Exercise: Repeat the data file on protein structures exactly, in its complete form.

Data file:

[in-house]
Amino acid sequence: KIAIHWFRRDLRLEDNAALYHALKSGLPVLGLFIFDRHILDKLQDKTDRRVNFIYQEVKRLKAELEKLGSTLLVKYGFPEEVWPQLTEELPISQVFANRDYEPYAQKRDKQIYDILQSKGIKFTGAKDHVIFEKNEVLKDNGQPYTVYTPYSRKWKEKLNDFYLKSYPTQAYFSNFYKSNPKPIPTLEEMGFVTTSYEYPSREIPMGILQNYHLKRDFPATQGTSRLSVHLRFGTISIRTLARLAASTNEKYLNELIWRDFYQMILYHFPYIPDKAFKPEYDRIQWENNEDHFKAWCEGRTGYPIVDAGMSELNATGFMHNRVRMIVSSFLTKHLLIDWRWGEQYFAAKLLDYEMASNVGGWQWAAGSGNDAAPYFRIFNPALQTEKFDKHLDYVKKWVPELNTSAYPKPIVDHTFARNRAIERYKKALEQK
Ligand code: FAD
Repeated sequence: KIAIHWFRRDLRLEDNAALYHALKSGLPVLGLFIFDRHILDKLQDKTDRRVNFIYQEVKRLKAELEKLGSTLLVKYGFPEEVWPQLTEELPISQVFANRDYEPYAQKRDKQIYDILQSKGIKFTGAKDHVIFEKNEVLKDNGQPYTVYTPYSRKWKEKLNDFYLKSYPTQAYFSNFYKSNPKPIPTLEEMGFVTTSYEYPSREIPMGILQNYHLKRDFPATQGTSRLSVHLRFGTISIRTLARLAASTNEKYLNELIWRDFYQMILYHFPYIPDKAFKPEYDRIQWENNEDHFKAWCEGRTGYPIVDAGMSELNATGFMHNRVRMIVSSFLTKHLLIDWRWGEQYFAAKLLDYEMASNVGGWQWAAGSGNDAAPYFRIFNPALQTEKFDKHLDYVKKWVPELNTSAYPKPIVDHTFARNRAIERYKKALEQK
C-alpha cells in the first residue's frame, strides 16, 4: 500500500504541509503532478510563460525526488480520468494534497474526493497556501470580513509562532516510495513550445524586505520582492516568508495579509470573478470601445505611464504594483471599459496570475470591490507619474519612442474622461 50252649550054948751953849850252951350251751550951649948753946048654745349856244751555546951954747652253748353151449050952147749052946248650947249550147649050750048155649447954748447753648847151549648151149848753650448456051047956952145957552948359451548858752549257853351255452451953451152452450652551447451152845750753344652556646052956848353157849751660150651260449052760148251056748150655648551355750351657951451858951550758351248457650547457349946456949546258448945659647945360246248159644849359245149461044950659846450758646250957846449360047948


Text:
[in-house]
Amino acid sequence: KIAIHWFRRDLRLEDNAALYHALKSGLPVLGLFIFDRHILDKLQDKTDRRVNFIYQEVKRLKAELEKLGSTLLVKYGFPEEVWPQLTEELPISQVFANRDYEPYAQKRDKQIYDILQSKGIKFTGAKDHVIFEKNEVLKDNGQPYTVYTPYSRKWKEKLNDFYLKSYPTQAYFSNFYKSNPKPIPTLEEMGFVTTSYEYPSREIPMGILQNYHLKRDFPATQGTSRLSVHLRFGTISIRTLARLAASTNEKYLNELIWRDFYQMILYHFPYIPDKAFKPEYDRIQWENNEDHFKAWCEGRTGYPIVDAGMSELNATGFMHNRVRMIVSSFLTKHLLIDWRWGEQYFAAKLLDYEMASNVGGWQWAAGSGNDAAPYFRIFNPALQTEKFDKHLDYVKKWVPELNTSAYPKPIVDHTFARNRAIERYKKALEQK
Ligand code: FAD
Repeated sequence: KIAIHWFRRDLRLEDNAALYHALKSGLPVLGLFIFDRHILDKLQDKTDRRVNFIYQEVKRLKAELEKLGSTLLVKYGFPEEVWPQLTEELPISQVFANRDYEPYAQKRDKQIYDILQSKGIKFTGAKDHVIFEKNEVLKDNGQPYTVYTPYSRKWKEKLNDFYLKSYPTQAYFSNFYKSNPKPIPTLEEMGFVTTSYEYPSREIPMGILQNYHLKRDFPATQGTSRLSVHLRFGTISIRTLARLAASTNEKYLNELIWRDFYQMILYHFPYIPDKAFKPEYDRIQWENNEDHFKAWCEGRTGYPIVDAGMSELNATGFMHNRVRMIVSSFLTKHLLIDWRWGEQYFAAKLLDYEMASNVGGWQWAAGSGNDAAPYFRIFNPALQTEKFDKHLDYVKKWVPELNTSAYPKPIVDHTFARNRAIERYKKALEQK
C-alpha cells in the first residue's frame, strides 16, 4: 500500500504541509503532478510563460525526488480520468494534497474526493497556501470580513509562532516510495513550445524586505520582492516568508495579509470573478470601445505611464504594483471599459496570475470591490507619474519612442474622461 50252649550054948751953849850252951350251751550951649948753946048654745349856244751555546951954747652253748353151449050952147749052946248650947249550147649050750048155649447954748447753648847151549648151149848753650448456051047956952145957552948359451548858752549257853351255452451953451152452450652551447451152845750753344652556646052956848353157849751660150651260449052760148251056748150655648551355750351657951451858951550758351248457650547457349946456949546258448945659647945360246248159644849359245149461044950659846450758646250957846449360047948